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Harvard Hockey Goalie Pledges Brain

As part of My Legacy and Brain Pledge Month, I'm encouraging my friends, teammates, and anyone who wants to make a difference alongside me to pledge their brain to support research. My story is below. You can join me and pledge here.

Molly Tissenbaum got in the net for the first time when she was 8 and knew that was where she belonged. Her goal was to play goalie for the Harvard Women’s Ice Hockey team and did whatever it took to get there, including staying silent about a concussion during a playoff game in high school. She felt like a different person for months but eventually found a “new normal” and headed to Cambridge. Before her sophomore year, her family got in a car accident, which forced her to leave school and the ice to allow time to fully recover. Tissenbaum finished out her years playing at Harvard and pledged to donate her brain to the Concussion Legacy Foundation. In this story, she shares the struggles that came with her concussions and why she chose to take the pledge.

Molly Tissenbaum Harvard Hockey

Posted: February 24, 2017

I never thought that at just shy of 23 years old I would have spent so much time thinking about my legacy. And yet as my hockey career ended just four short days ago (at the time of my writing this) I’ve spent a significant amount of time thinking about what my legacy will be. We have a saying in the Harvard Hockey program that our ultimate goal is to leave the jersey better than you found it for those who follow you. I now realize that leaving the jersey better than I found it does not stop with the Harvard Hockey program. It extends into the wider world of sports, and leaving that better than we found it. By telling my story, I hope that I can leave the jersey, and the sport at large, better than I found it.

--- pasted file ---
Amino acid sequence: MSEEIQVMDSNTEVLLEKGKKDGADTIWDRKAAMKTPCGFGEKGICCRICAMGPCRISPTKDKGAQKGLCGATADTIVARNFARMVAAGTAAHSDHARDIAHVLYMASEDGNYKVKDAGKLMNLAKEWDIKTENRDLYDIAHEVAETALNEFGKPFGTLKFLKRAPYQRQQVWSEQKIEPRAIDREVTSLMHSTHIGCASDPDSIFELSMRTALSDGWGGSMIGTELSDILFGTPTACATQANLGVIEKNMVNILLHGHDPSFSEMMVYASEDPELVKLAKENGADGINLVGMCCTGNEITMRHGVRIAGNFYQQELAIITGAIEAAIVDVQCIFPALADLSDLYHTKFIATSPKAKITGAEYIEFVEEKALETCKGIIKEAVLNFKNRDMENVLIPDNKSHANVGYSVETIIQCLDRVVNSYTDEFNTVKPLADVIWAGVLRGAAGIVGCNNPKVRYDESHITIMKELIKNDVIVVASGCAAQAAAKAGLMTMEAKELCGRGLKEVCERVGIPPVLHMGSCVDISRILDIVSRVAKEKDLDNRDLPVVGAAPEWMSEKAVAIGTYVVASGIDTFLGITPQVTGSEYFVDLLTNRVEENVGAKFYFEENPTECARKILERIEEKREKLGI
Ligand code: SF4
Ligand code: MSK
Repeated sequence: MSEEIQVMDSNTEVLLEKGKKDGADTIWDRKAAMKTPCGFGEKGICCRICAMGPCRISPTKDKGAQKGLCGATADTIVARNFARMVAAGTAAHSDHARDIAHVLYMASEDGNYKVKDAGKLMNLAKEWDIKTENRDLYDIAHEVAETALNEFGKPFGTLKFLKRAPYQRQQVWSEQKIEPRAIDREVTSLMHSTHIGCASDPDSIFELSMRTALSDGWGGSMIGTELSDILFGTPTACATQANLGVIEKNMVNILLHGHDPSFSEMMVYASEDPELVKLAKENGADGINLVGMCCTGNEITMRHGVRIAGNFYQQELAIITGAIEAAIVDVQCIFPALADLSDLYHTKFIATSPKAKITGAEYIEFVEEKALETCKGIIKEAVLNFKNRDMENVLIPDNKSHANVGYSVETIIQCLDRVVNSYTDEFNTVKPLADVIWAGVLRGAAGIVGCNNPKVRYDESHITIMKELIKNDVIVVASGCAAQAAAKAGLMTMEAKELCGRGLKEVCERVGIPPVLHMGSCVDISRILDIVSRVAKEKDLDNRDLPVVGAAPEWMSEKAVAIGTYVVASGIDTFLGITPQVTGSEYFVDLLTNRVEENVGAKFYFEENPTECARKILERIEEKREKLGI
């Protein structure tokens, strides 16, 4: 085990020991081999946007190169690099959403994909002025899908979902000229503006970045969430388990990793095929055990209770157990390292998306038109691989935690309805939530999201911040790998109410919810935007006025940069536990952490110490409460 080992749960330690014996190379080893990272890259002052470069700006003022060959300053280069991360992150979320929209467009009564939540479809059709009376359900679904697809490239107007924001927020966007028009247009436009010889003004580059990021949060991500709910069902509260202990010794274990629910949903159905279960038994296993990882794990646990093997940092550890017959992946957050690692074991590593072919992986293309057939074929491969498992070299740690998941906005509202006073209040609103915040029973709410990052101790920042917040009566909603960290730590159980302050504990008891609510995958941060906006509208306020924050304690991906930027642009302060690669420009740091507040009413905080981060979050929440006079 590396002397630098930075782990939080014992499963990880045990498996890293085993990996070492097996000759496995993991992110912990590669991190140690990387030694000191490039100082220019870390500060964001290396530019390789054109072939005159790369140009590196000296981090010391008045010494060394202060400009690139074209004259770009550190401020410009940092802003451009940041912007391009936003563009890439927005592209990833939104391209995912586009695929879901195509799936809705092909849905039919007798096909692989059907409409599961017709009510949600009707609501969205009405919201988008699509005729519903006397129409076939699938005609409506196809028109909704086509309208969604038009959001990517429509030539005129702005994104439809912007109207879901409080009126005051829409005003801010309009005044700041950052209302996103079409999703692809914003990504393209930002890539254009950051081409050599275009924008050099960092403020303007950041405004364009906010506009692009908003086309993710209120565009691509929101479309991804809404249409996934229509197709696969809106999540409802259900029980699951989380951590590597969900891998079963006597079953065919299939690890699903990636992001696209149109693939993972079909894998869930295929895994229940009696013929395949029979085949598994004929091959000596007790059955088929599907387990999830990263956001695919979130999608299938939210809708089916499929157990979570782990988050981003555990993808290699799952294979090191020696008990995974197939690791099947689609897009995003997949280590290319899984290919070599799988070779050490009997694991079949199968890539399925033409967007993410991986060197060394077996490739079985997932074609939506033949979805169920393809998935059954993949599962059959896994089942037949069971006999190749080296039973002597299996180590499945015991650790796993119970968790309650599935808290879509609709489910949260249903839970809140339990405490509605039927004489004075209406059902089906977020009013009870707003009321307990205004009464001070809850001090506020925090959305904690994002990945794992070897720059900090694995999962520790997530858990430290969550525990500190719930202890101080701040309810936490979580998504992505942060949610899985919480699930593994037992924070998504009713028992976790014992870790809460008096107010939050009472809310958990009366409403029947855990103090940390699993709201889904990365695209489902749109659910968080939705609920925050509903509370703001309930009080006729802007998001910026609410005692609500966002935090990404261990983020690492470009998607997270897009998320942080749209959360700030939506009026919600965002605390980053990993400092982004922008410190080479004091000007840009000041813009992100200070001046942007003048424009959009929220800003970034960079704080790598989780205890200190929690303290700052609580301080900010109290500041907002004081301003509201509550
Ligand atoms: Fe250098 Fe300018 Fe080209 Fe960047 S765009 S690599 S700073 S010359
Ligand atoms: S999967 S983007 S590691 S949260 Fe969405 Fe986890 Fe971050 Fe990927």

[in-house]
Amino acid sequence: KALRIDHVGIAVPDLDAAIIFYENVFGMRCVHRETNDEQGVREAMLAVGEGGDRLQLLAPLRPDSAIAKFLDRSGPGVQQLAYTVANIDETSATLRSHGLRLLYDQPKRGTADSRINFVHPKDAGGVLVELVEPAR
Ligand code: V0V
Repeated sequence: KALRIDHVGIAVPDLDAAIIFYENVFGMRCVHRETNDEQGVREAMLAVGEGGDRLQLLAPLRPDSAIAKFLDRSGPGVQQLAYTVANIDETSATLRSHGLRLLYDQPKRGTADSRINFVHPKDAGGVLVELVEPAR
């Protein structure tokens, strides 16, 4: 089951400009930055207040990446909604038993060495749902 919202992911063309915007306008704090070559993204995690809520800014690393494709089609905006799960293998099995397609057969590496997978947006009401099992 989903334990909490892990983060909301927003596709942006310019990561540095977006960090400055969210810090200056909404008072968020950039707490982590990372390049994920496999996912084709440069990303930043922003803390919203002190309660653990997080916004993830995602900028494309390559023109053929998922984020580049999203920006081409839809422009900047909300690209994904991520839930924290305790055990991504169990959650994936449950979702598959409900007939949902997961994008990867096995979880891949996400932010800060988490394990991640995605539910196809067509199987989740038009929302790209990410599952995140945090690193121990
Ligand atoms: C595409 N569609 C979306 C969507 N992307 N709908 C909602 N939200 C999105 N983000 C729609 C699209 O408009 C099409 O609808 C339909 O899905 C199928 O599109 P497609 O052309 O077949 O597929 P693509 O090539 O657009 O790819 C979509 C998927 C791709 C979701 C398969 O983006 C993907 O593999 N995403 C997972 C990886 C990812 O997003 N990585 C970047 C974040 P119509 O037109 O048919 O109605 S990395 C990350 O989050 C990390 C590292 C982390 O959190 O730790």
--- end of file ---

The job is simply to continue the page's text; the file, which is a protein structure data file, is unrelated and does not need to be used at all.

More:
I was an athlete from before I can actively remember. Everything my older brother did, I wanted to do too. That’s really why I started playing hockey. When I was eight years old I got my first chance to play as a goalie and fell in love with it. The rest, as they say, is history. It became part of my identity, and something that I was proud of. I was a goalie; one of those slightly crazy people who defies human nature and puts herself in the way of fast moving objects. And I loved every second of it.

When I was 13 years old, I suffered my first concussion. I was wearing a junior level mask because it never occurred to my parents or me that I should have been using anything better. I was training on the ice with a group of guys who were a few years older than me when I got hit in the head with an errant slapshot. I always loved the challenge of keeping up with older, faster athletes. The instant that the puck hit me, I knew something wasn’t right. I had been hit in the head before, but this felt different. When my friend and the goalie coach came over to see if I was okay, they discovered that the cage of my mask was dented, and that there was a red welt forming on my right cheek. My friend apologized countless times, asked me if I was okay, and in true athlete form, my response to his question was, “Where’s the puck? Did it go in the net?” Once they assured me that no, the puck had not gone in the net, I left the ice and called my mom. She came and picked me up from school, and took me home. I remember sitting with an ice pack on my face and head to try to keep the bruising at bay. I was home from school for about a week, and when my symptoms cleared, I went back to school, and within 2 weeks I was back on the ice without symptoms. I was young, it was my first concussion, and I was incredibly lucky to heal so quickly.